Lessons Learned in Building a Highly Scalable MySQL Database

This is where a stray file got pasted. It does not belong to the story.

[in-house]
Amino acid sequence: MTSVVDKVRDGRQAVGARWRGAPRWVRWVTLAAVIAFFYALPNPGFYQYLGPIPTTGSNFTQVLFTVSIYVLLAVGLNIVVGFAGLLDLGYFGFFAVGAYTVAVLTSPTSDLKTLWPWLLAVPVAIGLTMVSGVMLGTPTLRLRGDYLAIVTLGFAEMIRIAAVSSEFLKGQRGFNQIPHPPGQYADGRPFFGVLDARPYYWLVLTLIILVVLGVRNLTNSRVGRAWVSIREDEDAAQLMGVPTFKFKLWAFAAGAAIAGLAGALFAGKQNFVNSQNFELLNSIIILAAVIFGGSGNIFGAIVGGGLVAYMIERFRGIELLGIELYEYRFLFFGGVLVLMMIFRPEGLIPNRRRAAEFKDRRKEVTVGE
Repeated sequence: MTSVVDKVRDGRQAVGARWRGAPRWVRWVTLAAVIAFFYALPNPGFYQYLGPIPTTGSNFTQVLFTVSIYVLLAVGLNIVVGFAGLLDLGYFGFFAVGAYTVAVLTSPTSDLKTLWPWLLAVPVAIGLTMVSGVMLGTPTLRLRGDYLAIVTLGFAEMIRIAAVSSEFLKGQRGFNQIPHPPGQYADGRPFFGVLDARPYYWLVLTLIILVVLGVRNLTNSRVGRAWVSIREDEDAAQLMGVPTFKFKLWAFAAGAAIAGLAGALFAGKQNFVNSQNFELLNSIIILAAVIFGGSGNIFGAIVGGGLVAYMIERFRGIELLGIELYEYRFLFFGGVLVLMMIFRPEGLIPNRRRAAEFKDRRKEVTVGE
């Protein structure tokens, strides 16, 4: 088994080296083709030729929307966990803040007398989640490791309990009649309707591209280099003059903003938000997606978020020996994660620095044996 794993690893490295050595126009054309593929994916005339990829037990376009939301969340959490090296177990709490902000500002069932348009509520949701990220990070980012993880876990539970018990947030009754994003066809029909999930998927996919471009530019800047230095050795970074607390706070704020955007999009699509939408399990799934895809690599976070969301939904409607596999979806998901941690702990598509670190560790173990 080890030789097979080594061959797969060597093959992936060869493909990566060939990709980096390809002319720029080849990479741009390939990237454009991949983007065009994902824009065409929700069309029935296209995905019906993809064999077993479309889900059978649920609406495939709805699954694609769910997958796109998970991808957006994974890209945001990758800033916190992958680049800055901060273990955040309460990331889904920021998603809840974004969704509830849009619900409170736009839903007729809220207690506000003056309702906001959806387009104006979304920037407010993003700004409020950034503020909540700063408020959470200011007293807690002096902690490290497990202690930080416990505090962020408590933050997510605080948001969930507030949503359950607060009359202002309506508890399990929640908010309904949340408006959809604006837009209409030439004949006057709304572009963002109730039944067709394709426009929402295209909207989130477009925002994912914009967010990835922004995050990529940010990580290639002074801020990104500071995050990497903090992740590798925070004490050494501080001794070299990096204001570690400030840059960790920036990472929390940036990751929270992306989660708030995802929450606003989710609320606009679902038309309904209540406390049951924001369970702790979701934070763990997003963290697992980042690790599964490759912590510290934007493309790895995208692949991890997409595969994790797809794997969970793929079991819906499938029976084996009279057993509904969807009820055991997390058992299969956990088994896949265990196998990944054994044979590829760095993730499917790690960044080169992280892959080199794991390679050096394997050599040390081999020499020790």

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Lessons Learned in Building a Highly Scalable MySQL Database Presented by, MySQL AB® & O’Reilly Media, Inc. Mariella Di Giacomo Daniel Chote Geoff Harrison The Hive Outline Introduction/Background Motivations, Project Requirements Architectural Design Proposed Solutions Performance Analysis Results MySQL and Other Optimizations The Hive Started in 1998 (under a different name) Operations in 4 countries Developer-centric organization The Hive The Hive’s collective vision is coding and collaborating from anywhere. The Hive has a number of large scale projects that include video conferencing, VOIP, IM, and virtual whiteboard all connected through smart self-managing project tools. MySQL Installations at The Hive 70+ MySQL Server Installations Linux Operating System Mostly Commodity Hardware Used for production, batch processing, replication and development The Next Generation “What we need now is a brilliant idea …” Scalable Architecture High Volume of users and access traffic Exponential growth of data access and storage Use of relatively commodity hardware Architectural Requirements Store data related to millions of users Store some of the data in an XML format Store and Retrieve the data through an Open Source Relational Database Management System (RDBMS) Architectural Requirements Build a scalable architecture capable of handling content updates and data addition at fastest rate reasonably possible A system that has as little service disruption as possible Robustness, Flexibility, Scalability and Speed A Scalable Architecture Scalable, robust, fast and flexible. Capable of handling data related to millions of users. Based on a data layout that maps all the data for each user to its individual table, organizing the users across multiple systems, databases and filesystems. Consists of homogeneous systems. Each system consists of two physical computers that synchronize the data through Master Master MySQL Replication. Hardware Architecture The hardware architecture consists of: Pairs of AMD nodes (Opteron). Each node has 2 CPUs 2GHz with 2cores; it has 24 GB of RAM + 8 GB of swap Each computer system has two types of data storage devices: Serial Advanced Technology Attachment (SATA) and Solid State Drive (SSD). Each computer System is composed of Debian Linux Operating System (OS) Software Architecture We benchmarked 4 filesystems (Ext3, JFS, ReiserFS and XFS). We chose MySQL as the RDBMS for the following reasons: Open Source Speed Data Storage Capabilities Database Design Fault Tolerance Security MySQL Database Design MySQL supports several storage engines. We chose MyISAM, for the following reasons: Each table data is stored in a MYD file Each table indices are stored in a MYI file Each table file requires less disk space compared to other storage engines. Memory key buffer for the indexed data Downsides of MyISAM Good for high volume of writes and/or read, but not both in high concurrency. MySQL Database Design Our design takes advantage of the fact that there will not be high level of concurrency on the same table, while high level of concurrency will be present at database and server level. Table Structure Design: Reduce and or combine indices on some fields, to take fewer resources when adding and modifying data Use of NOT NULL fields where possible Use the most appropriate, efficient field type for a given field Architecture Why that architecture ? Why that architecture ? We had an idea ….. We validated the idea through benchmark results and analysis We analyzed several MySQL Storage engines (MyISAM, InnoDB, Maria, PBXT, Falcon) on 4 types of filesystems (Ext3, JFS, XFS, ReiserFS) using two system architectures (AMD and Intel), two types of data device technologies and integrated the benchmarks with some specific low-level optimizations. Benchmarks Benchmark Configuration Benchmark Hardware Architecture Benchmark Topics Benchmark Configuration The benchmark program is written in Perl. The same program is used for table creation, data insertion, update and selection. The benchmark program spawns 100 parallel instances (clients) that execute Data Definition Language (DDL) and Data Manipulation Language (DML) statements against the MySQL server. The statement response time has been taken on the server side and on the client side. Benchmark Configuration All benchmarks have been run several times for the same configuration. All the computer systems benchmarked have been set on an isolated network to lower noise as much as possible. All computer systems are composed entirely of Debian Linux (Lenny) running 2.6.23 and 2.6.24 All systems have been compiled with latest MySQL 5.1.x Benchmark Hardware Architecture The hardware architecture used for the benchmarks consists of: Pairs of AMD nodes (Opteron). Each node has 2 CPUs 2GHz with 2cores; 24 GB of RAM + 8 GB of swap 2 Intel Xeon nodes. Each node has 2 CPUs 3GHz with 2cores and hyper-threading enabled (4 virtual cores each CPU); 24GB of RAM + 8 GB of swap Each system has identical SATA storage devices. The AMD nodes contain also two identical SSD drives that are raided via an add-on raid controller. Benchmark Hardware Architecture Each system always uses two dedicated storage devices for database benchmarks. Benchmark Topics Data Layout Organize each user’s data in a separate table Partition a table to contain the data associated to a set of users, using MySQL horizontal partitioning. Database Organization 20 and 100 databases with 2 million tables 50 databases with 1 million tables MySQL Storage Engines: MyISAM, InnoDB, Maria, Falcon, PBXT Benchmark Topics Filesystem Organization One data storage device for filesystem. Each filesystem contains 1 million tables Ext3, JFS, ReiserFS and XFS Data Storage Device Technology SATA SSD Data Layout Scenarios Two data layout scenarios are evaluated: Organize each user’s data in a separate table Partition a table to contain the data associated to a set of users, using MySQL horizontal partitioning. In this case the total number of tables required is the total number of users divided by the maximum number of partitions allowed on a partitioned table. Data Layout Scenarios Each Data Layout scenario has been benchmarked for: Dynamic Creation of 1 million to 2 million tables on one system. In the case of 1 million tables they would be physically located on only one filesystem (one hard drive). In the case of 2 million tables they would be spread across 100 or 20 databases. Each dedicated filesystem would be mapped to a physical storage device. Data Insertion and Update on the created tables Data Selection Table Creation Table Creation Configuration Table creation has been executed using a stored procedure. Each benchmark has been executed on an AMD and Intel system Each benchmark has been evaluated with 4 distinct filesystem types. The table creation benchmarks have been evaluated with write cache enabled, write back (WB) and write cache disabled, write through (WT) disk policies. Data Insert, Update and Query Inserts and Updates Configuration The benchmark configuration for the data insert and update is equivalent to the one used for table creation. Each benchmark has been executed only on AMD systems Each benchmark has been evaluated with 4 distinct filesystem types. The benchmarks have been executed using write cache enabled and write cache disabled. Inserts and Updates Configuration While table creation would perform better using write cache disabled, initial benchmarks with DML operations using write cache disabled would perform worst compared to the equivalent with write cache enabled. Data Layout Scenarios Two data layout scenarios are evaluated: Organize each user’s data in a separate table SATA Device Technology •MyISAM •InnoDB •Falcon •Maria •PBXT SSD Device Technology MyISAM Data Layout Scenarios Data layout scenarios: Organize each user’s data in a separate table SATA Device Technology MyISAM and SATA Benchmarks Benchmarks shown in the coming graphs have been executed using the MyISAM Storage Engine The MyISAM key_buffer is set to 4GB In each benchmark the system containing MySQL server has two storage devices for the databases Table Creation These graphs show the benchmark results derived from processing 2 million tables. Table creation of 2 million tables was spread across 20 databases. The databases were split across two filesystems. Each filesystem was on a unique SATA drive. (The drives were set up as single volumes through an add-on raid controller) MyISAM using WB MyISAM using WT MyISAM using JFS MyISAM with XFS MyISAM with ReiserFS MyISAM with Ext3 Table Creation with MyISAM The benchmark results showed: When creating 2 million tables, approximately 36GB of space is used The highest processing rate was obtained using the JFS filesystem on a volume (SATA via raid controller) with write cache disabled The MyISAM key buffer did not play a major role The number of volumes would influence the processing rate. Table Creation with MyISAM Between 1 million tables on one filesystem versus 2 million tables on two filesystems, we did not see any major impact in number of tables created per second (provided that we would not reduce the number of storage devices). 1 million tables would generate a total of 3 million files, 2 million tables would double the number. MyISAM and SATA Benchmarks Inserts and Updates on 1 million tables (50 databases) Inserts and Updates on 2 million tables (20 and 100 databases) Inserts and Updates The next graphs show the results of DML operations on 1 million tables created using MyISAM storage engine with 4 types of filesystems and using write cache enabled. While table creation would perform better using write cache disabled, initial benchmarks with DML operations using write cache disabled result in generating response times 10% higher compared to the equivalent with write cache enabled. MyISAM and Ext3 and WB MyISAM and JFS and WB MyISAM and XFS and WB MyISAM and ReiserFS and WB MyISAM and SATA Benchmarks Inserts and Updates on 1 million tables Inserts and Updates on 2 million tables Benchmarks on DML operations on 2 million tables were stopped after a few tests due to their high response time, caused by heavy I/O operations on the volumes. MyISAM and SATA Results The benchmarks run using MySQL MyISAM storage engine on SATA device technology showed, after several optimizations, that the average response time of a DML operation would be higher than one second on an environment with 100 concurrent clients. InnoDB and SATA Benchmarks Table creation with 1 million tables (50 databases) Table creation with 2 million tables (20 databases) Inserts and Updates on 1 million tables Inserts and Updates on 2 million tables Table creation These next graphs show the benchmark results derived from processing 2 million InnoDB tables. The benchmarks have shown: There is a memory overhead with the table dictionary (approximately 6GB of memory for all of the table dictionaries). There is an overhead on the disk. Approximately 4 times the space (in comparison to MyISAM) is used to store a table, whether using single or multiple table spaces, or a single file per table. InnoDB on JFS Inserts and Updates with InnoDB The next graph shows the results obtained with 1 million tables using InnoDB The number of databases is 50 The filesystem considered is JFS The data storage devices are SATA The InnoDB buffer is set to 6GB, but not limited to it InnoDB on JFS with WB InnoDB and SATA Results The benchmarks were evaluated only with one filesystem type, JFS. They were not extended to other types because of the InnoDB overheads (memory required for table dictionary and disk space). Falcon and SATA Benchmarks We evaluated a few benchmarks related to table creation and DML operations using Falcon as MySQL Storage engine. The benchmarks were executed using 1 million tables. Falcon storage engine was discarded because it is a relatively new storage engine and is not yet robust as MyISAM or InnoDB. Maria and SATA Benchmarks We evaluated a few benchmarks related to table creation and DML operations using Maria Storage engine. The benchmarks were executed using 1 million tables. Maria storage engine was discarded because it is a new storage engine and is not yet optimized as MyISAM. Maria and SATA Benchmarks One of the interesting features of Maria is the ability to be generate crash safe tables. Maria is a crash safe version of MyISAM. It has all the main functionality of MyISAM engine, but includes recovery support, full logging, etc. PBXT and SATA Benchmarks We evaluated a few benchmarks related to table creation using PBXT Storage engine. The benchmarks were executed using 1 million tables. PBXT storage engine was discarded because it showed some limitations on the number of tables that could be allocated. Data Layout Scenarios Data layout scenarios: Organize each user’s data in a separate table SSD Device Technology MyISAM and SSD Benchmarks 1 million tables using 50 databases 2 million tables using 100 and 20 databases Table Creation (WB) MyISAM and Ext3 and WB MyISAM and JFS and WB MyISAM and ReiserFS and WB MyISAM and XFS and WB MyISAM and SSD Benchmarks After having run the benchmarks for 1 million tables, we noticed that Ext3 provided the best performance. We expect this is due to the fact that it does less IO optimization when compared to other filesystems. Consequently the following benchmarks of 2 million tables have been executed only using the Ext3 filesystem and two SSD storage devices. MyISAM and SSD Benchmarks 1 million tables 2 million tables using 100 and 20 databases Table Creation: Ext3 and WB (100) MyISAM and Ext3 and WB (100) MyISAM and Ext3 and WB (100) MyISAM and Ext3 and WB (20) MyISAM and Ext3 and WB (20) MyISAM and SSD Results We have evaluated 50 databases with 1 million of tables on a single SSD device, 20 and 100 databases with 2000000 of tables spread on two SSD devices. The benchmarks showed that Ext3 with write cache enabled would perform better while doing data inserts, updates and selects with 100 concurrent clients. MyISAM and SSD Results The benchmarks showed also a quite interesting improvement in response time in the chosen architecture. The noop I/O scheduler performed better compared to the others available on Linux I/O. MyISAM SSD versus MyISAM SATA The graph below compares DML statements with MyISAM using 100 databases with 1 million tables on SATA and SSD Data Layout Scenarios Initially two data layout scenarios are evaluated: Organize each individual user’s data in a separate table Partition a table to contain the data associated to a set of users, using MySQL horizontal partitioning. In this case the total number of tables required is the total number of users divided by the maximum number of partitions allowed on a partitioned table. SATA Device Technology •MyISAM •InnoDB MySQL and Horizontal Partitioning The next slides discuss the results of 2 million tables with horizontal partitioning and both the MyISAM and InnoDB storage engines. The type of partitioning used was “Range” partitioning based on the primary key, unsigned integer field. The number of partitions investigated was 10 and 1024. MyISAM with Horizontal Partitioning The next graph shows the creation of 2 million tables using the MyISAM storage engine and horizontal partitioning The initial number of partitions was set to 10. This implies that for each table will be created 2 extra files per partition, with a total of 22 files per table. In the case of 2 million users this would generate a total of 4.4 million files and 200,000 tables. MyISAM with Horizontal Partitioning We investigated also the scenario with a number of partitions of 1024. With 1024 partitions per table, one table would generate 2050 files, so in the case of 2 millions users approximately 4 millions of files and approximately 1954 tables. The graph shows the results of table creation using a number of partitions of 10. Table Creation with WB MyISAM with Horizontal Partitioning The drawback of using MyISAM versus MyISAM with partitioning was: Pros The results for using a number of 10 partitions were slightly lower compared to those of the first data layout scenario. Cons Higher level of management compared to the first data layout scenario and still a high number of files to be managed Complexity and overhead when using partitioning with a number of partitions set to 1024 Some limitations on the possibility of using sub partitioning to distribute segments of data for a specified user. InnoDB with Horizontal Partitioning InnoDB with partitioning was considered but was excluded for the following reasons: Memory overhead due to table dictionary Disk Space overhead compared to MyISAM as discussed earlier (4 times that of MyISAM). Optimizations Why Optimize ? Get more Performance with same Hardware. As your data grows, Performance may degrade. What Optimize ? Hardware Architecture, Operating System Components and MySQL. Where Optimize ? Monitor your system and applications and watch for possible bottlenecks. Optimizations MySQL Optimizations Other Optimizations MySQL Optimization Server Compilation (query cache disabled, fast mutexes enabled, etc.) Server Configuration and Tuning (memory buffers, number of open tables, number of open files, concurrency, etc.) Table structure (Database Design) and allocation Query handling MySQL Server Compilation Compilation using appropriate optimizations for Linux (Debian) and the specific hardware architecture made improvements of 10% of speed over equivalent standard MySQL server binary. MySQL Configuration MySQL assumes little about your hardware system configuration. Optimal size of the MyISAM key_buffer used to allocate indices in memory. Number of open tables at a given point (it plays an important role when dealing with millions of tables). Max number of temporary tables MySQL Configuration Number of connections per second, number of threads created per second, max number of connections Thread concurrency Thread memory allocation Long query time MySQL Query Handling Use EXPLAIN SELECT to improve queries Use Indexes Simplify some of the WHERE clauses Use UNION of SELECT instead of only one SELECT with several conditions in the WHERE clause Disabled query cache, provided that the queries would not take advantage of that Avoid Table Scans Other Optimizations File System tuning File System “mount” options tuning OS Linux Scheduler tuning OS Linux Kernel Swap tuning Tuning for Write-Heavy Loads Q&A Thanks for your attention! We would like to thank The Hive for making this talk possible.